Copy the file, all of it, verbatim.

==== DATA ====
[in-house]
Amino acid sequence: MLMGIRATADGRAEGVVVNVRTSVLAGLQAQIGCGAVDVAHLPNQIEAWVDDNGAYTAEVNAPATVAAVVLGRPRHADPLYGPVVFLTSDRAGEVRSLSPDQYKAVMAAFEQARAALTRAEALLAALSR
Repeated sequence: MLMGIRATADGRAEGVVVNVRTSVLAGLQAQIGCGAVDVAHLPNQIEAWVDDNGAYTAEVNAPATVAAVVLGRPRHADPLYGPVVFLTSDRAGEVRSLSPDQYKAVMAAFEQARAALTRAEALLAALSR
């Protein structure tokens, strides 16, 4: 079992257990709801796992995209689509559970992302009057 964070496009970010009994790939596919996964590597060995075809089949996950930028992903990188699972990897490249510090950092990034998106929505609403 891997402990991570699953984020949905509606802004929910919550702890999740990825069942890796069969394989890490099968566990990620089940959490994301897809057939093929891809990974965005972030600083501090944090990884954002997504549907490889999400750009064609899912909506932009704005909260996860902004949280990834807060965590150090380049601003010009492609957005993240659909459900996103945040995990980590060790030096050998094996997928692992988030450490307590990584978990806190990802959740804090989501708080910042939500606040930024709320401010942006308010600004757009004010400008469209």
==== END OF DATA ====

[in-house]
Amino acid sequence: MLMGIRATADGRAEGVVVNVRTSVLAGLQAQIGCGAVDVAHLPNQIEAWVDDNGAYTAEVNAPATVAAVVLGRPRHADPLYGPVVFLTSDRAGEVRSLSPDQYKAVMAAFEQARAALTRAEALLAALSR
Repeated sequence: MLMGIRATADGRAEGVVVNVRTSVLAGLQAQIGCGAVDVAHLPNQIEAWVDDNGAYTAEVNAPATVAAVVLGRPRHADPLYGPVVFLTSDRAGEVRSLSPDQYKAVMAAFEQARAALTRAEALLAALSR
């Protein structure tokens, strides 16, 4: 079992257990709801796992995209689509559970992302009057 964070496009970010009994790939596919996964590597060995075809089949996950930028992903990188699972990897490249510090950092990034998106929505609403 891997402990991570699953984020949905509606802004929910919550702890999740990825069942890796069969394989890490099968566990990620089940959490994301897809057939093929891809990974965005972030600083501090944090990884954002997504549907490889999400750009064609899912909506932009704005909260996860902004949280990834807060965590150090380049601003010009492609957005993240659909459900996103945040995990980590060790030096050998094996997928692992988030450490307590990584978990806190990802959740804090989501708080910042939500606040930024709320401010942006308010600004757009004010400008469209």